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1/25/2018 7:38:29 AM
Posted: 5/8/2002 8:27:00 AM EST
I have a situation that is causing some stress in the Lawrence family and I am looking for some answers or insight on this issue. I have a nephew, who entered the AFA in the summer of 2000. He later quit the academy in December of 2001. Between the Summer of 2000 and Thankgiving 2001, he had nothing but positive comments about his experiences and the academy. When Christmas 2001 came around he quietly informed only a few members of the family that he had quit. His only statement was that "it was too much politics." (An interesting statement to make since he got his slot by political appointment.) Anyway, he will not provide any additional comment on why he quit. Since December 2001, he has not returned to school or sought employment. Everytime I see him or his father, they make comments about the how the students are leaving the academy in droves. But they will not state or elaborate on why the students are leaving. Can anybody provide any insight into this matter? I, along with other members of the family, find it very odd that after 18 months he quits. Is there something terrible going on at the academy that America should know about? Thanks,
Link Posted: 5/8/2002 8:36:47 AM EST
Ehh, it's the Air Force, what do you expect?? Naval Academy all the way baby!!!! Lol I'm sorry bout that; sorry to hear about your nephew. Do you think they are really leaving "in droves?" Is there any way you could find data on this from the AF? How many ppl are still in his class as compared to other years? If he isn't talking, it sounds suspiciously like there might not be that great a reason. It probably just wasn't for him, which is completely 100% OK. But who knows, keep asking him!!
Link Posted: 5/8/2002 8:42:48 AM EST
A guy I used to work with last year told me there was a HUGE drug scandal at AFA, ecstasy and pot, at least one guy dealing, and LOTS of cadets participating at an off campus party. He had some arrangement with DOD, and there were so many cadets involved he almost got posted there to represent cadetsin UCMJ proceedings. As a graduate of The Citadel, I can state unequivocally that the first year is the worst, by far, then later years get progressivly easier, from a non academic standpoint. That said, the academics at AFA are supposed to be murder, and we had guys quitting for no apparent reason well after they completed the first year, not in droves, though. Sounds like it could be drugs?
Link Posted: 5/8/2002 8:44:26 AM EST
[Last Edit: 5/8/2002 11:00:17 AM EST by Noname]
Don't take this the wrong way, I'm not trying to be a smartass, but have you given any thought to "Don't ask---Don't tell..." and/or some people just can't hack it...
Link Posted: 5/8/2002 9:06:29 AM EST
First of all, any scandal at the AFA would get plenty of media attention. Don't worry about that. "Politics" sounds like his way of saying he did something to get kicked out and is embarrassed to talk about it. Military academies put a huge amount of stress on the cadets. It comes out in unexpected ways from seemingly normal people. You should reassure him that anything that happened there doesn't matter and he should get on with real life.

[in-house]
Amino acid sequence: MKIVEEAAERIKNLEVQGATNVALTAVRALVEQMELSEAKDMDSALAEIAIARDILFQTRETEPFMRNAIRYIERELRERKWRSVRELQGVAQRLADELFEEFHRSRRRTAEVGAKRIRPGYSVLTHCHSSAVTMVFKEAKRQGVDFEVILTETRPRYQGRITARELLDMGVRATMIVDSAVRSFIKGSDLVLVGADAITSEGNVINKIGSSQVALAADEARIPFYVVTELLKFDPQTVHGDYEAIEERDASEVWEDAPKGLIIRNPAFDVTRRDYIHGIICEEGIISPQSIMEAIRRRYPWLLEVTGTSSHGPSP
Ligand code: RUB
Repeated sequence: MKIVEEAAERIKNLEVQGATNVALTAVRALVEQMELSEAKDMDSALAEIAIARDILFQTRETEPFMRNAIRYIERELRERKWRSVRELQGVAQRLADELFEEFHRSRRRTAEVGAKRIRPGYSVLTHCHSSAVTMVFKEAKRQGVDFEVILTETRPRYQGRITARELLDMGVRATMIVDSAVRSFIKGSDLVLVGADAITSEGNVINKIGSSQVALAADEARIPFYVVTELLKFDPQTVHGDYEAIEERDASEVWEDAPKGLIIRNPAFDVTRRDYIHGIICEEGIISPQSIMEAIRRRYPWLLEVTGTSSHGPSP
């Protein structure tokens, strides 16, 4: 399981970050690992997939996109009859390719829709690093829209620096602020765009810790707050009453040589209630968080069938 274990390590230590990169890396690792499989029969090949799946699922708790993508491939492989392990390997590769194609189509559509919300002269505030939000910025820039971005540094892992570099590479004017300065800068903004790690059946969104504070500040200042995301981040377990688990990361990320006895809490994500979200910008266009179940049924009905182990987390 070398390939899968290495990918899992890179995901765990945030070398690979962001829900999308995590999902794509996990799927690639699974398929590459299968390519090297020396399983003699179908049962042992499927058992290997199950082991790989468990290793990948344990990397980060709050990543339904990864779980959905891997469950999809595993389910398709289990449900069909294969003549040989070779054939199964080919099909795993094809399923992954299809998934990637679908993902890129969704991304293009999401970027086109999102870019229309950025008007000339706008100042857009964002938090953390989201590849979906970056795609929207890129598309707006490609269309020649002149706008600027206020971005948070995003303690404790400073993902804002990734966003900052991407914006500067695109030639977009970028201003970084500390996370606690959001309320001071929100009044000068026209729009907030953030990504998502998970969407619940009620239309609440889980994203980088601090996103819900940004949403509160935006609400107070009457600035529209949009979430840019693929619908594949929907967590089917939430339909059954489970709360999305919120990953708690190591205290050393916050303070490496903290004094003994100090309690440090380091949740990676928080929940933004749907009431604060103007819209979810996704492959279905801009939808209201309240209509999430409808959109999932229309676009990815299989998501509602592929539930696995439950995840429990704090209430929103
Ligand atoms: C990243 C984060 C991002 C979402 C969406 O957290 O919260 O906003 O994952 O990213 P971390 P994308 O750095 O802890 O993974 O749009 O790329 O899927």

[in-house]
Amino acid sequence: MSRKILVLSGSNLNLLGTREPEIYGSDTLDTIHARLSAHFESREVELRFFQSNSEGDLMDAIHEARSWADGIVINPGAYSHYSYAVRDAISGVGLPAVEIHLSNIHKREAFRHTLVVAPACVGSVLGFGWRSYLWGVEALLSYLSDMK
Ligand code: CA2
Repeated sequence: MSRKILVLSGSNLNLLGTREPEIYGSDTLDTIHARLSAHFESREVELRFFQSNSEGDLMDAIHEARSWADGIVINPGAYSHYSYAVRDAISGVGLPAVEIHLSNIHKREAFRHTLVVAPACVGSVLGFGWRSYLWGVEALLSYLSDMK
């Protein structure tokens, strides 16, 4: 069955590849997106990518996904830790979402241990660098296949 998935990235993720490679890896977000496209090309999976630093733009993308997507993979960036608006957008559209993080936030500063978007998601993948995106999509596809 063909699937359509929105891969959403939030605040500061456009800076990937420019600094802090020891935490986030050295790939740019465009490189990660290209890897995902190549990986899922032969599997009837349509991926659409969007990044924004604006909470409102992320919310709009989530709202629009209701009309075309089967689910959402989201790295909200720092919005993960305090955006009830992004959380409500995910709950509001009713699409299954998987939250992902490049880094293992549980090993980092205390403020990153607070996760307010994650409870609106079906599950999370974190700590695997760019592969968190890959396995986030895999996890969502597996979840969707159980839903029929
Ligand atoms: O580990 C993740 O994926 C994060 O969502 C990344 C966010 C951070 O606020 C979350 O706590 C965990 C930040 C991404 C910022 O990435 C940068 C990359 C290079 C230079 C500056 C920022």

Link Posted: 5/8/2002 9:08:25 AM EST
Could be lotsa things. I will echo the sentiments of a few other's here and say that it might have just been too hard, or he plain didn't like it. I graduated from West Point in 1998, and between my first day and graduation saw lots of people leave for a lot of different reasons - one thing they all had in common was they didn't usually like to talk about it. Most of the kids that go there have breezed through high school, scored really high on tests, been student leaders, athletes....in short, overachievers who have never failed at anything. Once these fair haired children (not unlike me 5 years ago) arrive at the military academy, they are immediately put in an adversarial situation with 3000 upperclassmen, given a ton of really difficult homework, military duties, mandatory athletics, physical fitness tests...which gives our hero's a choice: kill themselves and try to do everything perfect, do some things perfect and blow - off other stuff, or half-ass everything and accept a less than perfect grade every now and then. This is a bitter pill to swallow for an 18 year old who has always been the smartest, fastest, most favorite of everyone he's met up till then. I doubt very much that students are leaving the AFA in droves - I heard some rumblings about a drug scandal, but when things like that come up they are usually handled pretty swiftly (and harshly) and then quickly forgotten when some cadet runs across the central area naked throwing MRE bombs at people during finals week. Anyway, in summary after much e-rambling: lots of kids leave the first year, most of them feel like they have let their families down by deciding that the military wasn't for them...imagine how you would feel when your first real failure in life is dropping out of a "prestigous" university. I would encourage him to pick himself up and move on. If he didn't like the academy, he damn sure won't like the military - I'm not too crazy about it right now either, to be honest, so he may be saving himself 5-6 years of post-graudate heartache. Hope these ramblings of a cynical Cavalryman help some. Beat Navy, Load Sabot--- Tanker